Saturday, 3 September 2011

Basil Pesto

I'm quite proud of my herb collection but basil is the one herb I always have difficulty with. It does quite well on a kitchen windowsill, but really, one would need a half a dozen plants at the very least. I tried to grow it late in the summer in my greenhouse, but I'm not sure how well it's really flourishing. So every Saturday morning at the Milk Market in Limerick, I get my weekly fix of basil from the experts who have giant poly tunnels and all that craic. I think it's quite a beautiful herb, I love it's clove perfume, even though it's in fact part of the mint family. I hasten to add, never be tempted to buy the perfectly shaped Parmesan from a supermarket.  I buy from a proper cheese monger and the flavour is incomparable, plus, there actually very little difference in the price. 

As summer draws to a close (yes, I know we never actually had one) I'm making pesto on a weekly basis and giving it to friends. I'm in pesto frenzy mode, as a pesto famine is imminent as we approach the winter months. It's so simple, and since I started making my own, and comparing it to some of the popular jared varieties, I realise that I've been missing out on proper pesto for so long. It's so simple and and joy to make. 

My ethos on classic recipes is I research the heck out of them, I might read up 6 or 8 recipes, and I'll do my own take based on what takes my fancy. That way, the element of originality keeps me feeling like I'm a legend in the kitchen. Clearly, I'm not, but confident cooking makes pretty sexy food.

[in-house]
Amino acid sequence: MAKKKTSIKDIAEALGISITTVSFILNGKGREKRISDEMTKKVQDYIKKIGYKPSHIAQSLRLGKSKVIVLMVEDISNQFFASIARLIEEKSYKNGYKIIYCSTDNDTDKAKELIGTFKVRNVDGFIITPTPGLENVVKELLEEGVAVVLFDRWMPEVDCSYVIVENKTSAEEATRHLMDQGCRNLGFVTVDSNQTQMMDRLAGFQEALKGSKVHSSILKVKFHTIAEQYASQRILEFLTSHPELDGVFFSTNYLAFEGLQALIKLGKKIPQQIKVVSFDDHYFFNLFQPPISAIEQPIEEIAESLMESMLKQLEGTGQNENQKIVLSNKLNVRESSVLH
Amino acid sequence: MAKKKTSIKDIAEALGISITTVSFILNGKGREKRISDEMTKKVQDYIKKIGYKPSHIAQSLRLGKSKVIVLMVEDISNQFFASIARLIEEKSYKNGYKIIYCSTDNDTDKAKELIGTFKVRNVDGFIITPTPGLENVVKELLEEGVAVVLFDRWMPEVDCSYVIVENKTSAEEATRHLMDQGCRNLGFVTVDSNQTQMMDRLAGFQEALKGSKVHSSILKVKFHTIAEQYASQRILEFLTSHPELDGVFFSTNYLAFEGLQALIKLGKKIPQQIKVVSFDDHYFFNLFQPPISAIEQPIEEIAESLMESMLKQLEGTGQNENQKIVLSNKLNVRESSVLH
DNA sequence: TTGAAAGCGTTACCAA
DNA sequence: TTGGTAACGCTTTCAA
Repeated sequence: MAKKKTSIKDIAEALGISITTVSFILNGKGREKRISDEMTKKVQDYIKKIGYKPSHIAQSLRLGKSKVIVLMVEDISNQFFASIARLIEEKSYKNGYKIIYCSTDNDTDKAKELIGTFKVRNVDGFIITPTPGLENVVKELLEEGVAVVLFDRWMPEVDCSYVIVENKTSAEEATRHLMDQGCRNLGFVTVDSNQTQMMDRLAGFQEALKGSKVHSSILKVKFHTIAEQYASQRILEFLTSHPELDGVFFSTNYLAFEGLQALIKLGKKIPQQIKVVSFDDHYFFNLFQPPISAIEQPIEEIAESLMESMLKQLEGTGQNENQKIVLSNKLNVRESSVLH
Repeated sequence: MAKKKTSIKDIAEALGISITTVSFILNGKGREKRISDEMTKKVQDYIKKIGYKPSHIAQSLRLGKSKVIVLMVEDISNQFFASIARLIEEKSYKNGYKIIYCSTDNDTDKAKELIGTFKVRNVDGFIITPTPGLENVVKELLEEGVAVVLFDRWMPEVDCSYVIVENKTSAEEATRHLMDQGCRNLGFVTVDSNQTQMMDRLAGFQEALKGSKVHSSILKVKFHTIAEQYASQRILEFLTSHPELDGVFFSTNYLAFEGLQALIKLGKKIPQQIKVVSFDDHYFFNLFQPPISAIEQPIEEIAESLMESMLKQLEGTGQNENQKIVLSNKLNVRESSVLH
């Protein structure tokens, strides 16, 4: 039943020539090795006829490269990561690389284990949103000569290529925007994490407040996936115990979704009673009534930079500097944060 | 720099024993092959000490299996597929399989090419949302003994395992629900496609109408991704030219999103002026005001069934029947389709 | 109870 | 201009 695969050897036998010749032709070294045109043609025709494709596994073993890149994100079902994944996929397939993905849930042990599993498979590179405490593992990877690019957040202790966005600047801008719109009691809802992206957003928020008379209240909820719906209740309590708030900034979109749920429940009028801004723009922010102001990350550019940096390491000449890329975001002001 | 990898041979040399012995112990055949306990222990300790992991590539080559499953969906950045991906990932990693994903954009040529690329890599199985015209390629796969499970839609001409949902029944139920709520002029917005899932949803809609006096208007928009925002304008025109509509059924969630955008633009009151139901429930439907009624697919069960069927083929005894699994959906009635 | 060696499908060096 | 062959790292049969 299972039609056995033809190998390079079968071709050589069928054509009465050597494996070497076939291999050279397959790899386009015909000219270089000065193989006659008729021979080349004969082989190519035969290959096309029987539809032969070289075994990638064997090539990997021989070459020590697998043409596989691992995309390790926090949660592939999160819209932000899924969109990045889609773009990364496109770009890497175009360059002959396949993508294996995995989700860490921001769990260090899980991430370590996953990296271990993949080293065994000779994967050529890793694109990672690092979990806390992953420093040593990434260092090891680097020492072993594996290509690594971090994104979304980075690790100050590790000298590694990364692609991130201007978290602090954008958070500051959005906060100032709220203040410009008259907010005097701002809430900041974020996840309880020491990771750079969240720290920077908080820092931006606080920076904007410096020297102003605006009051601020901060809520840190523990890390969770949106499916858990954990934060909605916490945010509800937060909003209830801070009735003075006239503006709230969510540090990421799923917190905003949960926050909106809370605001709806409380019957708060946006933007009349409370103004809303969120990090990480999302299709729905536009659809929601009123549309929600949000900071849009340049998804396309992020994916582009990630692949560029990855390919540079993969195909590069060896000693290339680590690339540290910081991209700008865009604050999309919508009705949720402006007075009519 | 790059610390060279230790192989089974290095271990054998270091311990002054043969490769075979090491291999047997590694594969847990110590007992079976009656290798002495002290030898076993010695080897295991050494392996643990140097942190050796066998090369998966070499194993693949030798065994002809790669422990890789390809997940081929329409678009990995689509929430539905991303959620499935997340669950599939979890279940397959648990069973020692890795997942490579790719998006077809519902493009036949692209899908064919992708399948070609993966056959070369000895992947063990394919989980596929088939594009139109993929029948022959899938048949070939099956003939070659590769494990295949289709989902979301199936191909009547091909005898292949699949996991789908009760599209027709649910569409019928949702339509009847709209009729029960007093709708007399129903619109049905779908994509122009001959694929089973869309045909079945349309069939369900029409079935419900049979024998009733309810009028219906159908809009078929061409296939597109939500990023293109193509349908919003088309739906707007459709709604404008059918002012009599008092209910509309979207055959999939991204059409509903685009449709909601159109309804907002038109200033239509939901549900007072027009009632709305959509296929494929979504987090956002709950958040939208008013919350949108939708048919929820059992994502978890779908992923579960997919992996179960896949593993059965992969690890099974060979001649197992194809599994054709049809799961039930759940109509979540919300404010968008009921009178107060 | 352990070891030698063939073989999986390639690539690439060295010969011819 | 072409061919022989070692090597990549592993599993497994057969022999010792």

If my kitchen was on fire, I'd grab this.
Magimix, the reason my knife skills are pitiful.
Makes 700g of Pesto (that's loads, so adjust the recipe as you see fit)
2 bunches of fresh basil (do NOT be tempted to use the stalks, they are yucky and bitter and will ruin the texture)
2 garlic cloves
small pack of pine nuts, lightly toasted on a dry pan.
Juice of a lemon
200g of good quality Parmesan, grated

I use my food processor for this, but you could just use a pestle and mortar. That would actually make fab pesto, as it would release beautiful oils from the basil. Blend up everything, drizzle the oil in and season with salt (not too much as the Parmesan would carry some) and freshly cracked pepper. 

See I told you it was easy.... 
Basil Pesto

Come on in, I'll stick the kettle on....

This is my day spa.... arrrgh those damn downlighters!!
Growing herbs is easy peasy, anyone can do it!
So I've decided, seeing that this is a food driven blog, I'm going to have to show you around the hub of my food world, where the magic happens so they say. Modesty, may I add, is not one of my stronger points. My kitchen is very important to me. I regret every day I didn't make my kitchen an open plan kitchen/living room. Some people like to close their doors to the kitchen mess and aromas. I love the buzz and activity of the kitchen. The heart of the home and all that. Home economics has had to prevail in my kitchen. I did a clear out of my cupboard a few weeks ago and much to my horror, I discovered strange ingredients with a best before date ranging from 2006-2008. Figures- that was the boom, when I bought stuff 'in case' I needed it. Now, it's about buying as I need, sourcing nice fresh ingredients. I just got fed up of throwing out hairy vegetables.